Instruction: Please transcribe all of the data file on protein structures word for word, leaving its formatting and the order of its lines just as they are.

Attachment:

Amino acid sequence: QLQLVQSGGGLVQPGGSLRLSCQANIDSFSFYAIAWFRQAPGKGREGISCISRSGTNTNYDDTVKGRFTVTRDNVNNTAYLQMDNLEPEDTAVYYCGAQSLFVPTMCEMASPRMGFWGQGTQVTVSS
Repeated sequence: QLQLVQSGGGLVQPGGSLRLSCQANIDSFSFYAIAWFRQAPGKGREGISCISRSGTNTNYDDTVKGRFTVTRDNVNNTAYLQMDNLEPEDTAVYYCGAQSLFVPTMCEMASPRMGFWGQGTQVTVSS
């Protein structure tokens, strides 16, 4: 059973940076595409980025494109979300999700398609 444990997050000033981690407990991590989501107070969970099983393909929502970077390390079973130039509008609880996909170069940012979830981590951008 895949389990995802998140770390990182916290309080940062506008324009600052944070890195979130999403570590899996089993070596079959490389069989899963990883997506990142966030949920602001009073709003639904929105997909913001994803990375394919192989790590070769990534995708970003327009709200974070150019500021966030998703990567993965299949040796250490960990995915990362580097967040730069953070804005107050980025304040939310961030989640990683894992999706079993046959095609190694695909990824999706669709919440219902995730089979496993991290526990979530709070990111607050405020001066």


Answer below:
Amino acid sequence: QLQLVQSGGGLVQPGGSLRLSCQANIDSFSFYAIAWFRQAPGKGREGISCISRSGTNTNYDDTVKGRFTVTRDNVNNTAYLQMDNLEPEDTAVYYCGAQSLFVPTMCEMASPRMGFWGQGTQVTVSS
Repeated sequence: QLQLVQSGGGLVQPGGSLRLSCQANIDSFSFYAIAWFRQAPGKGREGISCISRSGTNTNYDDTVKGRFTVTRDNVNNTAYLQMDNLEPEDTAVYYCGAQSLFVPTMCEMASPRMGFWGQGTQVTVSS
């Protein structure tokens, strides 16, 4: 059973940076595409980025494109979300999700398609 444990997050000033981690407990991590989501107070969970099983393909929502970077390390079973130039509008609880996909170069940012979830981590951008 895949389990995802998140770390990182916290309080940062506008324009600052944070890195979130999403570590899996089993070596079959490389069989899963990883997506990142966030949920602001009073709003639904929105997909913001994803990375394919192989790590070769990534995708970003327009709200974070150019500021966030998703990567993965299949040796250490960990995915990362580097967040730069953070804005107050980025304040939310961030989640990683894992999706079993046959095609190694695909990824999706669709919440219902995730089979496993991290526990979530709070990111607050405020001066």